Russian President Vladimir Putin in late June signed into law the creation of the Russian Federation National Guard Forces. The National Guard, or Rosgvardiya, is thus institutionalized -- it was first officially formed on April 5. Much like the American Department of Homeland Security combines various government agencies and branches dealing with internal security, border protection, transportation security, and response to various emergencies, Rosgvardiya now includes Interior Ministry troops, SWAT, and riot police forces, as well as the Center for Special Rapid Reaction Force and the Interior Ministry Aviation, along with government agencies dealing with government-sanctioned arms trafficking and the provision of private security services. The law regulating the activities of the National Guard was adopted by the Russian State Duma on June 22, and approved by the Federation Council on June 29.
According to the official document, the main objectives of Rosgvardiya will be "protection of public order, combating terrorism and extremism, participation in territorial defense, the protection of important state facilities and special cargo." The law also opens up the possibility of using National Guard troops in international operations "to restore and maintain peace." Rosgvadriya now picks up all official paramilitary duties of the Ministry of the Interior, whose forces were designed to maintain order across Russia, with varying results. Unlike DHS, the Ministry had its own heavy military equipment, including armored vehicles and air support, which were used extensively in domestic conflicts, most notably in the 1994-1996 war in Chechnya, which Russia lost to the Chechen rebels. In that war, MVD forces displayed numerous deficiencies, including lack of discipline and an inability to effectively engage in counterinsurgency warfare, leading to numerous civilian and military casualties.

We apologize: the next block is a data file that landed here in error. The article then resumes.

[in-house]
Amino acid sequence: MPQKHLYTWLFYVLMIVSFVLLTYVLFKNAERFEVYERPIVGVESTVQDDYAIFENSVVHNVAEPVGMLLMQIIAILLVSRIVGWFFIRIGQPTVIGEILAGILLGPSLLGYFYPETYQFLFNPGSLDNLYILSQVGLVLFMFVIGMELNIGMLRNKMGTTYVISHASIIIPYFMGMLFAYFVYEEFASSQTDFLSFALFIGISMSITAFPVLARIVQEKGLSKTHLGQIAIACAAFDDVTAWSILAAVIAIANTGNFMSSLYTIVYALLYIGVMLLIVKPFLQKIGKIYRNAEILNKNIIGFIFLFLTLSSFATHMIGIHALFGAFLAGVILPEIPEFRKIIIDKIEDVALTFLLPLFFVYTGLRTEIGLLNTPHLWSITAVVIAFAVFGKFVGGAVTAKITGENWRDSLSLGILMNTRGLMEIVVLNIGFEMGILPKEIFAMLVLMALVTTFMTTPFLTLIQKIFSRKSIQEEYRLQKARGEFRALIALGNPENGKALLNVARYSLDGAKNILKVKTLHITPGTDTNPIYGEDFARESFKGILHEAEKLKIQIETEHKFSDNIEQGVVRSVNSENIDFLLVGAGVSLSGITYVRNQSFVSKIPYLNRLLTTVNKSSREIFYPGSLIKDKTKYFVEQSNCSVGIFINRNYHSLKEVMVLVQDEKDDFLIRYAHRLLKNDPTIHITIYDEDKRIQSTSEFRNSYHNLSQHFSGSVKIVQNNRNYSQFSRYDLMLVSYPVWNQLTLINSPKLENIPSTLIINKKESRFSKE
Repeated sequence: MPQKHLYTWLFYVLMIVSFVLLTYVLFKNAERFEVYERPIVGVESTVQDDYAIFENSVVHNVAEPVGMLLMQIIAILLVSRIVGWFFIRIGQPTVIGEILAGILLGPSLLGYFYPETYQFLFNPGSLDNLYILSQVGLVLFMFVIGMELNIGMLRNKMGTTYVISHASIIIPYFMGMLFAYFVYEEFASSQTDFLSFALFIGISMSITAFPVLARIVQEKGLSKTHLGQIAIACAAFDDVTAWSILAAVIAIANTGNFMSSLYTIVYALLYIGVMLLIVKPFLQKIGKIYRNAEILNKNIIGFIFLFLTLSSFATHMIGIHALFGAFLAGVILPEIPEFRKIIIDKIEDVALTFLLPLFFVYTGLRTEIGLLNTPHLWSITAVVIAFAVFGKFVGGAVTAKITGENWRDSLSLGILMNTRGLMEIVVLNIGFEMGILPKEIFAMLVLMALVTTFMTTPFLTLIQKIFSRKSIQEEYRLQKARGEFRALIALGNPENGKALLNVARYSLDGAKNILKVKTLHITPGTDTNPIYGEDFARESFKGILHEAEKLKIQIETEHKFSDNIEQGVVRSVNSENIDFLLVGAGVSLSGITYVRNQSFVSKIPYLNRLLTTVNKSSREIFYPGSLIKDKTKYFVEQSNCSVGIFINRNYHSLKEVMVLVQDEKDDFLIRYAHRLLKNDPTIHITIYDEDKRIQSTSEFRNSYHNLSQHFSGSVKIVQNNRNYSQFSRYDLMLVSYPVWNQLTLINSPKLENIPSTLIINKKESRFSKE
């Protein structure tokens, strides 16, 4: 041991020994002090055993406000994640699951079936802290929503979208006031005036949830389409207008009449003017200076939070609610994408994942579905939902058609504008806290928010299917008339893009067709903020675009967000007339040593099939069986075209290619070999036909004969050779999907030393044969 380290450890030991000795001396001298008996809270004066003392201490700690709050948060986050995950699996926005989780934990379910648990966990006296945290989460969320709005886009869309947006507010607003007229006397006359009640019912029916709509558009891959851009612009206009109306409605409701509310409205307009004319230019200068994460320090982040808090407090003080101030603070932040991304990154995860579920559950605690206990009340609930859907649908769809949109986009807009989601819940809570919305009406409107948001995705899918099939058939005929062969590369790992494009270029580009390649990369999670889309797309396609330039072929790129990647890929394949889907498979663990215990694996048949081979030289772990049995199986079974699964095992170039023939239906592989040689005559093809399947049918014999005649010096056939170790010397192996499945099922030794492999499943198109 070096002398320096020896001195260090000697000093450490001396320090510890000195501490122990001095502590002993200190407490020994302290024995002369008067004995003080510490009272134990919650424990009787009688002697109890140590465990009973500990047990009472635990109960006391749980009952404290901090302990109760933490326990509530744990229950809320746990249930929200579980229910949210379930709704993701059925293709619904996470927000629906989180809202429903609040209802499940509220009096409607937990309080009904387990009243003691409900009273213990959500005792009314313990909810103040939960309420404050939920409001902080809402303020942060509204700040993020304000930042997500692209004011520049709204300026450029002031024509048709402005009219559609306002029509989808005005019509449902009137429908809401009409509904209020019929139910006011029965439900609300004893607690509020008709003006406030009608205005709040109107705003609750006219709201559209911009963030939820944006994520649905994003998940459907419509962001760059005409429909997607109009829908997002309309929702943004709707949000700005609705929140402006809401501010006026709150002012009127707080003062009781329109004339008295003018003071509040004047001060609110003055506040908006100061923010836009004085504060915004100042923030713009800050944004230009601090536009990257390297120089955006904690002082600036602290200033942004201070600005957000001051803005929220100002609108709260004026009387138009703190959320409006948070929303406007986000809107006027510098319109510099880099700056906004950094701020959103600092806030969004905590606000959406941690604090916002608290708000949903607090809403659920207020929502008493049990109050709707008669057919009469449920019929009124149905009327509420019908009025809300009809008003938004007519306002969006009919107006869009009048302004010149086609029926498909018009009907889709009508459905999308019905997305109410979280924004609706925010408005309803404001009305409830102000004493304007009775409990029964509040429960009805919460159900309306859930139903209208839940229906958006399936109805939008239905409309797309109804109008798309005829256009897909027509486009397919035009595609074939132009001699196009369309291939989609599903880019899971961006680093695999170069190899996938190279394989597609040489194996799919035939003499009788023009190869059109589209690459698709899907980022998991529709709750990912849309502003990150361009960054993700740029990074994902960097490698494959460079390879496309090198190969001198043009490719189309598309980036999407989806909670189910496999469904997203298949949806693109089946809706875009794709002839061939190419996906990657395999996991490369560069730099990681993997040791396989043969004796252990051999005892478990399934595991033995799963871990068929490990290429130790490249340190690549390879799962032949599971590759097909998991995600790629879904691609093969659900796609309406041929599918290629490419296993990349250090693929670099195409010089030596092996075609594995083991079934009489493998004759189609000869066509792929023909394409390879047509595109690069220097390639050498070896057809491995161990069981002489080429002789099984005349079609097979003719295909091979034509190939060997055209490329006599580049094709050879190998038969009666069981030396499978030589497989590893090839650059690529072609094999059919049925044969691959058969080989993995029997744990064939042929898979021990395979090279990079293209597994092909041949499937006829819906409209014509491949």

Rosgvardiya's critics point to the fact that Putin has created a large armed formation subordinate directly to him -- a formation that could target Russian society. Indeed, Putin appointed one of his bodyguards as head of the force.
Meanwhile, Russia is hoping to match Western advances in unmanned aerial systems and platforms. Russia recently created several strategic unmanned aerial vehicle prototypes, according to the country's Deputy Defense Minister Yuri Borisov: "We have very good, competitive samples of tactical, operational and even strategic-level UAVs, with both information-gathering and attack functions."
The deputy minister pointed as well to new developments in the field of robotics and small arms developments, which will be made public in September at the Army 2016 military-technical forum outside of Moscow. Russian UAVs tend to be on the smaller and simpler side, and its armed forces lack the equivalent of the American Reaper, Global Hawk, and Predator drones, which are used for long-range, long-duration ground-attack and reconnaissance missions. Seeking to close this gap, Russian domestic manufacturers are experimenting with various possible breakthroughs in UAV developments -- in October 2015, Rostech announced its intention to develop a supersonic strategic UAV after 2020, and several longer-range and multi-purpose models are slated for development, testing, and potential integration into the armed forces in 2017. This year, Rostech intends to deliver three different drones to the Ministry of Defense.
Last year, during their Center-2015 military exercises, Russian forces trained with 50 different unmanned aerial vehicles, such as the Tachyon, the Zastava, the Orlan-10 and the Forpost, which were used mostly for surveillance. In fact, Forpost is a licensed copy of an Israeli UAV.
During the exercise, the Russian military combined its actions with UAV detachments while performing offensive and defensive actions, and simulating reconnaissance, communications, radiochemical, and biological missions. Troops also utilized drones in precision artillery exercises, including target detection and fire adjustment.